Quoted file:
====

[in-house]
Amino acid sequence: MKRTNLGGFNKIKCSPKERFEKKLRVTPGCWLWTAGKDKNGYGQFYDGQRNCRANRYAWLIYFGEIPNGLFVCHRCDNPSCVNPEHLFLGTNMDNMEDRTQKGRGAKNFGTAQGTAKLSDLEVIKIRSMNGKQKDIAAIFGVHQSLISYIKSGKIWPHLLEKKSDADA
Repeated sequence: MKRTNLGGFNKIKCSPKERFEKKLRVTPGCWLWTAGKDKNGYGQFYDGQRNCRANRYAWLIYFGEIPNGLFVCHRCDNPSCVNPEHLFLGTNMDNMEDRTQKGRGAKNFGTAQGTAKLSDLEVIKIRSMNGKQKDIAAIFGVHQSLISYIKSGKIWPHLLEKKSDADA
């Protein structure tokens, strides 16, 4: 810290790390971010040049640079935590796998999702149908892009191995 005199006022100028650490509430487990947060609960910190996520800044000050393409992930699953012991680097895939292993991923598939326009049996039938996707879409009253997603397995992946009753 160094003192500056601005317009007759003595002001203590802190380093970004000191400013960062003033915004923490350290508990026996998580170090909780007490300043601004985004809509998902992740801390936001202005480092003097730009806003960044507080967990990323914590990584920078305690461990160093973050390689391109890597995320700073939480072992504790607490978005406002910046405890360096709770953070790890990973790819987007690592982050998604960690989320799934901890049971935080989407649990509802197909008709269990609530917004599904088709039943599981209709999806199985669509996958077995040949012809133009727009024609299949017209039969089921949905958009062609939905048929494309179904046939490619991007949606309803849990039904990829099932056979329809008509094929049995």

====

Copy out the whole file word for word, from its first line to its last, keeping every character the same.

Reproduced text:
[in-house]
Amino acid sequence: MKRTNLGGFNKIKCSPKERFEKKLRVTPGCWLWTAGKDKNGYGQFYDGQRNCRANRYAWLIYFGEIPNGLFVCHRCDNPSCVNPEHLFLGTNMDNMEDRTQKGRGAKNFGTAQGTAKLSDLEVIKIRSMNGKQKDIAAIFGVHQSLISYIKSGKIWPHLLEKKSDADA
Repeated sequence: MKRTNLGGFNKIKCSPKERFEKKLRVTPGCWLWTAGKDKNGYGQFYDGQRNCRANRYAWLIYFGEIPNGLFVCHRCDNPSCVNPEHLFLGTNMDNMEDRTQKGRGAKNFGTAQGTAKLSDLEVIKIRSMNGKQKDIAAIFGVHQSLISYIKSGKIWPHLLEKKSDADA
């Protein structure tokens, strides 16, 4: 810290790390971010040049640079935590796998999702149908892009191995 005199006022100028650490509430487990947060609960910190996520800044000050393409992930699953012991680097895939292993991923598939326009049996039938996707879409009253997603397995992946009753 160094003192500056601005317009007759003595002001203590802190380093970004000191400013960062003033915004923490350290508990026996998580170090909780007490300043601004985004809509998902992740801390936001202005480092003097730009806003960044507080967990990323914590990584920078305690461990160093973050390689391109890597995320700073939480072992504790607490978005406002910046405890360096709770953070790890990973790819987007690592982050998604960690989320799934901890049971935080989407649990509802197909008709269990609530917004599904088709039943599981209709999806199985669509996958077995040949012809133009727009024609299949017209039969089921949905958009062609939905048929494309179904046939490619991007949606309803849990039904990829099932056979329809008509094929049995």